When working as a teacher in Japan, both genki and gambatte will be expected by your employer. The grade or level of students makes no difference. Most teaching jobs in Tokyo, for example, involve teaching children—some as young as infants. All teachers should be well prepared from day one to showcase their ability to put genki and gambatte into their teaching style. Your employers know that the only way to keep young children captivated is to make the lessons fun. Song and dance numbers bursting with energy and smiles may look and sound silly, but that is exactly what will be required of you. Employers expect teachers to be consumed by intense energy the moment they set foot in the school. A smile should never leave your lips. A palpable eagerness is mandatory and without this your employers will be dissatisfied. I mention the necessity for these elements in your teaching style quite simply because you can’t expect your employers to tell you themselves, because genki and gambatte are so engrained in the culture that it seems superfluous to request it of anyone. Once your job begins in Japan, it is vital that you remember: You are no longer in the West. What worked there doesn’t necessarily work now.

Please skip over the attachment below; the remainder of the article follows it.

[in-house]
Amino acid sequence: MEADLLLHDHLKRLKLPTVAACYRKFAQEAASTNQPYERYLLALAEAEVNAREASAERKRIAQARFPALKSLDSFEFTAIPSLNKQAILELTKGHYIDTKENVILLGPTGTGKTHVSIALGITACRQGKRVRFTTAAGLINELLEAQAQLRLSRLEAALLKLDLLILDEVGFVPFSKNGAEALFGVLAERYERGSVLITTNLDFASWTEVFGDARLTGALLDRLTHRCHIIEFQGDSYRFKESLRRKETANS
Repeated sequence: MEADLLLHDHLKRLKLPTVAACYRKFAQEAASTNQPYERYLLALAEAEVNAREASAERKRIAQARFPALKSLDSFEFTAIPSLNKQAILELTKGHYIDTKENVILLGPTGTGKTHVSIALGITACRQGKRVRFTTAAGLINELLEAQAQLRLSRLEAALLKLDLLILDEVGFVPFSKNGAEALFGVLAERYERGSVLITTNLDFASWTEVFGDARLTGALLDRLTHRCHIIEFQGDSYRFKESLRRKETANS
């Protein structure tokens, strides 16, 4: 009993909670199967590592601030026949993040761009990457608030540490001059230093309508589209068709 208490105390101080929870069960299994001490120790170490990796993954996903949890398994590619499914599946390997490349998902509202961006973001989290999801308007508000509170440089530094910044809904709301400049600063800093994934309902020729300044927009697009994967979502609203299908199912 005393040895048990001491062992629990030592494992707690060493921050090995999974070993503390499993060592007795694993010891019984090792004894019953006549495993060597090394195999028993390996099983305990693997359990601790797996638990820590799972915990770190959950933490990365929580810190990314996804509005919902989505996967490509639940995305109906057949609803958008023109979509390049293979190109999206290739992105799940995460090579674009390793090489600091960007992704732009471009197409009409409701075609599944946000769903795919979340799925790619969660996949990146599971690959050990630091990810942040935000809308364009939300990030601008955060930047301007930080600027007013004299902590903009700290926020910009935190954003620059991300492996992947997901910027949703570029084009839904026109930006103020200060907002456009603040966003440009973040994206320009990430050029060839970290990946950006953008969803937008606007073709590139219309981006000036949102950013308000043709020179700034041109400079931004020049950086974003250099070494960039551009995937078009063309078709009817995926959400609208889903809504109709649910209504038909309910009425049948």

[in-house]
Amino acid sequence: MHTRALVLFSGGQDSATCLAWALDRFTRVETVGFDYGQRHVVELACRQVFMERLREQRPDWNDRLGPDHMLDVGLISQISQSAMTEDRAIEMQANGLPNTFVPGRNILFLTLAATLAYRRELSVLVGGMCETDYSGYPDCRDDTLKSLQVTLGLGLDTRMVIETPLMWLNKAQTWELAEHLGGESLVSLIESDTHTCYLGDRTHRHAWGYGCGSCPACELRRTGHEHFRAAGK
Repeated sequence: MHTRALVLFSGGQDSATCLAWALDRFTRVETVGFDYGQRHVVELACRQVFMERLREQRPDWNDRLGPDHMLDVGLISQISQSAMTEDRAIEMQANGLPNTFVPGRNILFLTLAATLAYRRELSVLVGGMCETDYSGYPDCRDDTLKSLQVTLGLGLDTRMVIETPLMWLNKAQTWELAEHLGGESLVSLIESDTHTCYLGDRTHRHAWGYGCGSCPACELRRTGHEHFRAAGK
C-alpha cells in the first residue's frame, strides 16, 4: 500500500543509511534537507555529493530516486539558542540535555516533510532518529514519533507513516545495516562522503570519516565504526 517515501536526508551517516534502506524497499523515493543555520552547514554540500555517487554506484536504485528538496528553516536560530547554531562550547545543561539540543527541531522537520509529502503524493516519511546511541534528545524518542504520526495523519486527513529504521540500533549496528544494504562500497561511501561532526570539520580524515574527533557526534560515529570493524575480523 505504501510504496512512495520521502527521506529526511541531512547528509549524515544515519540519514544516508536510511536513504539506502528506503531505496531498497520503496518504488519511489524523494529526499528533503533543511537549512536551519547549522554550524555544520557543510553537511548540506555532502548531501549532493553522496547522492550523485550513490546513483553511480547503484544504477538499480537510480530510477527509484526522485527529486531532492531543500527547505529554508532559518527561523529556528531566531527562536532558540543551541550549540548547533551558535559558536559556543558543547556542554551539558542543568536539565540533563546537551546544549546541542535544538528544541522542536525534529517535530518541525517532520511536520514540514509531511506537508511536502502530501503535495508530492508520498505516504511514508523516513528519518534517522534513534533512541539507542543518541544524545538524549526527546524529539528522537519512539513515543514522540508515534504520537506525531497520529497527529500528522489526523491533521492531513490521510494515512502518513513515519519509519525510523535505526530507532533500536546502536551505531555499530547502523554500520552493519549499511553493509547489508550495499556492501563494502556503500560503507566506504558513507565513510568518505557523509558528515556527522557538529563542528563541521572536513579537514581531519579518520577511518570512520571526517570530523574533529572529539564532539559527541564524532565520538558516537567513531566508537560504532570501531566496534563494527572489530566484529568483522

Work and Punctuality

Japanese gas station attendants are a particularly interesting window into the nation’s work ethic. They run to attend to the cars, go over them with swift and meticulous care and send them on their way spotlessly cleaned and refuelled. There is a strong sense of pride in the work they do, coupled with the desire to do the best job possible, regardless of the task required of them. Stripped to its core, this eagerness and hurrying to please serves to highlight two major aspects of work in Japan: Punctuality is vital and there is no such thing as a small job in this country. Certainly there is a world of difference between being an English language teacher and a gas station attendant, but when placed side by side, the inherent values that should motivate and guide you at work are indistinguishable. To display lacklustre attitude or behaviour is to insult your co-workers and to insult the group. Back home, it may have seemed perfectly acceptable to arrive at your job 15 minutes prior to your shift. The Japanese standard however, averages anywhere between 45 to 60 minutes prior! This can be extremely frustrating. Even as a part-time English instructor, working three hours a day, five days a week, I was required to be at the school no less than 45 minutes early. I was required to do so despite the fact that both the curriculum and the lesson plans were pre-fabricated, and arriving so soon meant that I was to sit aimlessly and wait for my students. For such a small job the required enthusiasm and punctuality were by no means a small demand.

The End of the Work Day